Third warning led to closing of curricula

Oliver Kund
, reporter
Please note that the article is more than five years old and belongs to our archive. We do not update the content of the archives, so it may be necessary to consult newer sources.
Photo: Sander Ilvest

A part of students who applied in good faith to the Euroacademy this summer were in for an unpleasant surprise: longstanding shortcomings led to a ministerial directive that will take away the school’s right to teach two specialties.

The Euroacademy and its more than 600 students will have a somewhat different start of the school year ceremony this year. In a situation where the school has traditionally welcomed a few dozen new international relations students and the same number of business management master’s students on September 1, people who were hoping to study these curricula this year were left with nothing at the last minute.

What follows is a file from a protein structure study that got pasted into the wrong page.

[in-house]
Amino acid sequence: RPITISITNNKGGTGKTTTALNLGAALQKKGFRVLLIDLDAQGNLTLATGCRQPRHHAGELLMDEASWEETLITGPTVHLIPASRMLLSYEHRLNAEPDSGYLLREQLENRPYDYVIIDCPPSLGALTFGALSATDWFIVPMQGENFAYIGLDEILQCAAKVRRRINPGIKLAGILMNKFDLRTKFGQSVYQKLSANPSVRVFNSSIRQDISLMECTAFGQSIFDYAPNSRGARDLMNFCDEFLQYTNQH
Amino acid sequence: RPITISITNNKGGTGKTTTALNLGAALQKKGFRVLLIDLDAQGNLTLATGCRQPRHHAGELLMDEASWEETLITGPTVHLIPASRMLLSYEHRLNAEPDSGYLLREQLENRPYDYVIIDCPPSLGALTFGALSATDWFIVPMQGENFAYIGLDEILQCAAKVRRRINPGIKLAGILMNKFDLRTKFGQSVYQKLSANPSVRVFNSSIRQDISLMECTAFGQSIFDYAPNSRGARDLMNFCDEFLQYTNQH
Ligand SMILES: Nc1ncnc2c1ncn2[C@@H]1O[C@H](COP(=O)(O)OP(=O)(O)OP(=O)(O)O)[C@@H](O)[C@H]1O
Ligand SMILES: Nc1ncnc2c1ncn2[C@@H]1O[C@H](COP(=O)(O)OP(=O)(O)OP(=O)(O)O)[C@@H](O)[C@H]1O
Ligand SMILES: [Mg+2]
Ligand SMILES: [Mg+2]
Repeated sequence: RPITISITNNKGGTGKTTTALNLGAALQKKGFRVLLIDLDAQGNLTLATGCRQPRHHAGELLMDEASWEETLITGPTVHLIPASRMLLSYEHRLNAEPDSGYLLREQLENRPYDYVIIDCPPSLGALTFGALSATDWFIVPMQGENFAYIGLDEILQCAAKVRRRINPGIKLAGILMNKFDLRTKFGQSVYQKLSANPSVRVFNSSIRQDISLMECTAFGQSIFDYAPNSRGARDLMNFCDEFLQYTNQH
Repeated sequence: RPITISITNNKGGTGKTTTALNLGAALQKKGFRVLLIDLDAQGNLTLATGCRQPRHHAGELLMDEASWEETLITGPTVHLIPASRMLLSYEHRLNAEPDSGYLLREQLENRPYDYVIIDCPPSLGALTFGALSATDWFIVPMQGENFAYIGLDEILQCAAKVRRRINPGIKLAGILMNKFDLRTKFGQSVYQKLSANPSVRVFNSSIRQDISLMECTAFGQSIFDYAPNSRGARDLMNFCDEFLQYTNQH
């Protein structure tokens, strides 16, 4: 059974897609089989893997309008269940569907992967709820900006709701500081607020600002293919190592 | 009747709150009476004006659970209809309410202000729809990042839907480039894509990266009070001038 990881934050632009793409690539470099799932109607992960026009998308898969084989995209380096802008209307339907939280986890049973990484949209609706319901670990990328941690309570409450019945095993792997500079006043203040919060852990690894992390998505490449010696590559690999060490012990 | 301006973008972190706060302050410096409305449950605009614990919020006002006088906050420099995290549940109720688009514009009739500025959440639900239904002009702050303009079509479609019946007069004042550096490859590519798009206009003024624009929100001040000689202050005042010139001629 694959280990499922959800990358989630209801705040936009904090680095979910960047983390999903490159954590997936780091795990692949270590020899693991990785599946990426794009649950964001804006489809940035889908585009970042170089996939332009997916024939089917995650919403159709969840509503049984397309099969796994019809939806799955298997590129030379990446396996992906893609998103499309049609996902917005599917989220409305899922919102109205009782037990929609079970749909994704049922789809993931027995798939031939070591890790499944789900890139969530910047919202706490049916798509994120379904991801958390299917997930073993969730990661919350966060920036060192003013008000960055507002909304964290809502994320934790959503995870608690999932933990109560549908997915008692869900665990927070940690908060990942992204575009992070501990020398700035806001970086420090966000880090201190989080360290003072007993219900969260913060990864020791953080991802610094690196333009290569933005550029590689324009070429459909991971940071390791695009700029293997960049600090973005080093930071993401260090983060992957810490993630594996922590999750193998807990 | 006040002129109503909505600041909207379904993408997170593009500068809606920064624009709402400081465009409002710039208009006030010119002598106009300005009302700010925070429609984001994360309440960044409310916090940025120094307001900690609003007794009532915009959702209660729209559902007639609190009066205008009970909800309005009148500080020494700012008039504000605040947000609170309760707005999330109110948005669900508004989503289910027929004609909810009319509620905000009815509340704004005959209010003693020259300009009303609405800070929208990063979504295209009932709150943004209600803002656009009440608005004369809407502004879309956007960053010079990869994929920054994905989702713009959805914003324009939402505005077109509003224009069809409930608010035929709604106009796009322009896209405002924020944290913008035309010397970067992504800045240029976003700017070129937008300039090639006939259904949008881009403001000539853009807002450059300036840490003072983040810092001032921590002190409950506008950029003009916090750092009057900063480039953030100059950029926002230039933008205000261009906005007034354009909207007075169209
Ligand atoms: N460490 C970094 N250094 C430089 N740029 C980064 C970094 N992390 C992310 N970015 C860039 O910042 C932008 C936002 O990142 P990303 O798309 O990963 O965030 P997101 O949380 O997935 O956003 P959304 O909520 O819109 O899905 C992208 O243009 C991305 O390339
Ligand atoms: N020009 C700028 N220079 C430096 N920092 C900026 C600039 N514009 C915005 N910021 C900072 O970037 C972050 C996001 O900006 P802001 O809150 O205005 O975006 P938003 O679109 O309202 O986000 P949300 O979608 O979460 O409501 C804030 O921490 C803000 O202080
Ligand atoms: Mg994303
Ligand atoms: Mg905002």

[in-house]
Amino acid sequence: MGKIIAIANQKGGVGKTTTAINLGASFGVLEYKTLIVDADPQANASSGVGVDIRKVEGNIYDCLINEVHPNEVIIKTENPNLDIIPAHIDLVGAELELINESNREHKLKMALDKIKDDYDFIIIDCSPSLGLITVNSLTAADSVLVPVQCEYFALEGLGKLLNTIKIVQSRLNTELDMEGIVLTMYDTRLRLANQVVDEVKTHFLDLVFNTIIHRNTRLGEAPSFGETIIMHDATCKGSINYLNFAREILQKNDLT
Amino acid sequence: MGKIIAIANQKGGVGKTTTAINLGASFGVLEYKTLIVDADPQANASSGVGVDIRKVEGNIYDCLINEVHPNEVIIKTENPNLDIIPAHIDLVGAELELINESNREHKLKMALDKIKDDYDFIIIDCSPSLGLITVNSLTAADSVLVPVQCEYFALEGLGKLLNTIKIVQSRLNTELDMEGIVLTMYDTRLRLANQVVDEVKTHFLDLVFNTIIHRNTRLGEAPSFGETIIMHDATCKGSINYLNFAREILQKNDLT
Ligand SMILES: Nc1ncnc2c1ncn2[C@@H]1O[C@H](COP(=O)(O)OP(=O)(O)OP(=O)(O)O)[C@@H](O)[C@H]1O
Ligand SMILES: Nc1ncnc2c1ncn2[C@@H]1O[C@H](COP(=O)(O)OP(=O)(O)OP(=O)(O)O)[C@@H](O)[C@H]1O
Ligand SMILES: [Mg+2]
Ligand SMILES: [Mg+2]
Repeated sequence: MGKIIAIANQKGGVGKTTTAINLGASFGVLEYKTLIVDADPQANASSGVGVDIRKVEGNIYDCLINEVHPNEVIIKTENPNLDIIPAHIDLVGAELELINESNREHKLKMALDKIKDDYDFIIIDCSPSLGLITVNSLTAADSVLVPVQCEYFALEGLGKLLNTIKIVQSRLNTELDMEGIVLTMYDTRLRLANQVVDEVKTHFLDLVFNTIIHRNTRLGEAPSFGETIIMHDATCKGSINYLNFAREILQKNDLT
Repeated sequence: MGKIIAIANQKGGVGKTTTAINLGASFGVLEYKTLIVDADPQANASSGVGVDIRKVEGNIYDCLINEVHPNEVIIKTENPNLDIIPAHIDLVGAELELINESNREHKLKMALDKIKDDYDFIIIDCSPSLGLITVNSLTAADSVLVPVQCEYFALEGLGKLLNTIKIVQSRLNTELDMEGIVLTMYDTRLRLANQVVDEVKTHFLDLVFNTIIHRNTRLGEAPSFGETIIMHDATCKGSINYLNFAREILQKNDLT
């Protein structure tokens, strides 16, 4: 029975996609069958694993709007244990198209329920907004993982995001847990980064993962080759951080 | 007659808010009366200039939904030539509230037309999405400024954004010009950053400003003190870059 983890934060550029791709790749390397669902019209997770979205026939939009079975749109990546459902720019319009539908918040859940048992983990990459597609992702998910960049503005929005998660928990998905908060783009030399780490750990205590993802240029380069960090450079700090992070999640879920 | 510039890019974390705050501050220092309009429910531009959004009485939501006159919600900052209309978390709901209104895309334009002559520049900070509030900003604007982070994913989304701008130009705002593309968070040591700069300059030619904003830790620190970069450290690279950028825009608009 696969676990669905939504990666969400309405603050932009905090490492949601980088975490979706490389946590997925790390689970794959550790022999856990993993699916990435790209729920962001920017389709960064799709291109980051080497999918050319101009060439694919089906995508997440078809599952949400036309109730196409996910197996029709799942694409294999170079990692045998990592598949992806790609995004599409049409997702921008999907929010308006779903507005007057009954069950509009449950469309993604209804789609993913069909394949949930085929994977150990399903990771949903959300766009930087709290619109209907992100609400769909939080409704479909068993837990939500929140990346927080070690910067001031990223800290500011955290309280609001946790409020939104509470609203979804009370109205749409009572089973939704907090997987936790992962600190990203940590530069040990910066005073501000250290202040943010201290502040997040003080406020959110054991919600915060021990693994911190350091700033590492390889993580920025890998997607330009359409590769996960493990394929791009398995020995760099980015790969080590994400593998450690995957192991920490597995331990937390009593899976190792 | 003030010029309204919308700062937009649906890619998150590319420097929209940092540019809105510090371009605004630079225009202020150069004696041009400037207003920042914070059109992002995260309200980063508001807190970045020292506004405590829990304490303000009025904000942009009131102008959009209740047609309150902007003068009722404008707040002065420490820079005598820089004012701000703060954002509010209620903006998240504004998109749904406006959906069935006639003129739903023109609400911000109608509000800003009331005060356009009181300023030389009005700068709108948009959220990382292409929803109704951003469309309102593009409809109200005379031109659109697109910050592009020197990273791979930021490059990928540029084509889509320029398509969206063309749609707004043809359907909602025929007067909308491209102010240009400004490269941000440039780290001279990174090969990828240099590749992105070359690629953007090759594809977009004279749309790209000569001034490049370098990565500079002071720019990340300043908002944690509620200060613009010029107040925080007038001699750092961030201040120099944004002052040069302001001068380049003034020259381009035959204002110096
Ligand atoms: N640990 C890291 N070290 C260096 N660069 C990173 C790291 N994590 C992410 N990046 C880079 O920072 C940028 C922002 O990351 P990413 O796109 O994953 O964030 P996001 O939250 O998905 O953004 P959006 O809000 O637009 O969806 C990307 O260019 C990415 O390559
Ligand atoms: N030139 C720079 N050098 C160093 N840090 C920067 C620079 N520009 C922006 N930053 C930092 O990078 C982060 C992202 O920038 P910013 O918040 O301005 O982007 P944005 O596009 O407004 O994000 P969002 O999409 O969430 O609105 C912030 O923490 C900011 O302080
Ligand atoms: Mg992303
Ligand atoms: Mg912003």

Minister of Education and Research Mailis Reps signed a directive in mid-August, a day after the start of admissions at the Euroacademy, that prohibits the school from accepting new students for those specialties. It is the first time a part of a vocational higher education provider’s right to teach has been limited in such a manner. The reason for the directive is quite prosaic: shortcomings in tuition have been allowed to persist for too long.

“It is indeed the first, but also the last, such case in Estonia,” said head of the Estonian Quality Agency for Higher and Vocational Education (EKKA) Heli Mattisen.